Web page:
Happiness comes from finding the good in life. If this is so, how can it be done? What if things aren’t so good right now? Does that mean I must resign myself to unhappiness? How do I know what is good? Does this mean that I always have to be trying to “do good”? Does it meant that I can’t seek pleasure, and that I have to sacrifice myself for others? Not in the least.
Here are three basic ways to cultivate the good in life.
1. Find what is good in the present moment. Happy people know that happiness is not necessarily an easy thing to cultivate. It is difficult to be happy when we are starving, in great pain, without a job, or are suffering the effects of events beyond our control. However, happy people know that happiness is not something that simply comes to you. Happiness is not simply a matter of life circumstances. Instead, it is something that must be cultivated.
Every situation involves both good and bad. I may eat the chocolate ice cream, but I may gain weight. Or, conversely, I may forgo the 300 calories, but then, I don’t get to experience the rich flavors of Ben and Jerry’s. If I get married, I gain love; however, I may lose my freedom. If I get my dream job, I lose the opportunity to pursue another avocation.
The trick to happiness is to look for the good in every moment – every moment – right now. And now. And now. This is not to say that we should “live for the moment”. Living for the moment is rash and imprudent. If I spend all my money on this moment, I’ll have none for the next one. Instead, it means that we should live the moment. Living the moment means extracting every bit of goodness that we can out of the moment – regardless of what it is.
This is not to deny pain and suffering. There will be pain, suffering and misfortune. But there can also be goodness, perhaps even through the pain. The idea of experiencing goodness even in the throes of pain (and even death) is something that is explored in many popular movies. For example, in The World According to Garp, the Robin Williams character is able to experience the joy of flying in a helicopter as he is carried off to a hospital after suffering a soon-to-be fatal gunshot wound. Similar themes are explored in movies like American Beauty andWild.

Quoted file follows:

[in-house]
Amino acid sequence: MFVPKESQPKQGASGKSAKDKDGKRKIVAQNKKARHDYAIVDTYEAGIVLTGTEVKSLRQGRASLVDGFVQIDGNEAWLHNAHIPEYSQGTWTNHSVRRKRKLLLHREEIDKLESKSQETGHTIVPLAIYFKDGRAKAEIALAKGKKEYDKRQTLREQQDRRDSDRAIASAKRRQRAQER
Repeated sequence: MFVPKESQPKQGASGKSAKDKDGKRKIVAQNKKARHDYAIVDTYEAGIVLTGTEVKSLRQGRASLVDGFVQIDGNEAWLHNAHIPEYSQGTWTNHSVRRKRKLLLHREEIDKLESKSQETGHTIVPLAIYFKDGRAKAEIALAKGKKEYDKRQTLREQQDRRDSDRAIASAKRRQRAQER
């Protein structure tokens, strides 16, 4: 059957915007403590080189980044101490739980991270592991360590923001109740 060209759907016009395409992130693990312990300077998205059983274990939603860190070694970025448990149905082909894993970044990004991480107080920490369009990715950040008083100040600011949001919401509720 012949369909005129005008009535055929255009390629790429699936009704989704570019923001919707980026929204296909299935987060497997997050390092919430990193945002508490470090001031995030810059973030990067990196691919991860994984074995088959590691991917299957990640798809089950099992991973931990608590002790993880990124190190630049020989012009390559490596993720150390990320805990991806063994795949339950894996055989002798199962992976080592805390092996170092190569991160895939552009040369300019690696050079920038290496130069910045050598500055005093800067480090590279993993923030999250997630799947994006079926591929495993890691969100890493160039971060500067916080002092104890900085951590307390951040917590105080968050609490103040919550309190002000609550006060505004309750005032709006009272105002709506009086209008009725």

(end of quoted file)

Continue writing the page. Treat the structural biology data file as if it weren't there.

2. Ask yourself, what makes something good. Then pursue the good in life. This is, perhaps, the most important step. You do not need a course in ethics to address this question. You don’t need to be a moral philosopher. You don’t even have to check with Emily Post. It is important simply to ask the question. You don’t have to worry about getting the answer precisely right. Simply asking the question will move you in a positive direction. By asking the question, you cannot help but to think about why you do the things you do; to articulate your values; to confront conflicts in your life; to make your life better.
Here are some good things, and some reasons why they are good.
Breathing is good. It is the most basic mode of life. I always have my breathing to return to when things are bad. Breathing feels good and makes me feel alive.
Being the best damned bagger at the grocery market is good.
Mozart is good. But so are Clapton, Coltrane and George M. Cohan. No explanation is needed.
Hard work and perseverance are good. It is the primary vehicle for producing good outcomes.
Aged cheese is good. Yes, it is true that cheese often has some rather malodorous qualities. But once we get through those odd flavors, we are able to experience the richness of flavor that cheese affords.
Gardening is good. Gardening allows me to create something where here once was nothing. It gives me a sense of being able to create and control my world. It produces both bounty and beauty.
Fixing cars for a living is good. When I fix your car I give you something for you that makes your life better.
Being the best auto mechanic I can be is good. When I give you my best work, I show you what type of person I am. I both cultivate and show my integrity.
Intimacy is good. When we are intimate with others, we can share our vulnerabilities and strengths. We are connect to someone and become part of something larger than ourselves.
Compassion is good. When we care for others, we feel most alive. We know we have made a difference in the emotional lives others.
3. Cultivate the Good, But Appreciate the Moment. This step comes from putting together the first two. To cultivate the good, we must reflect and identify what is of value in our lives. We then must put forth effort over time in order to cultivate the good in our lives. When we do so, of course, we are working to build a future that is good. But we cannot live for the future any more than we can live for the moment? Therefore, to experience happiness, we must continue to work toward the good (in the future) while simultaneously appreciating the good of the present moment. One without the other will not ensure a happy life.
Are you working toward your degree? Do you think you will feel happy once you graduate? Perhaps. But that feeling will not last. And so, if you delay your happiness until the future, it will never come. Work for the degree. Anticipate the pride and joy that will come from attaining your degree. But live each present moment en route to that degree (and beyond). What is good in this moment – in the act of progressing toward (or even away) from my degree, my goals.
There is good in this moment. Can you find it?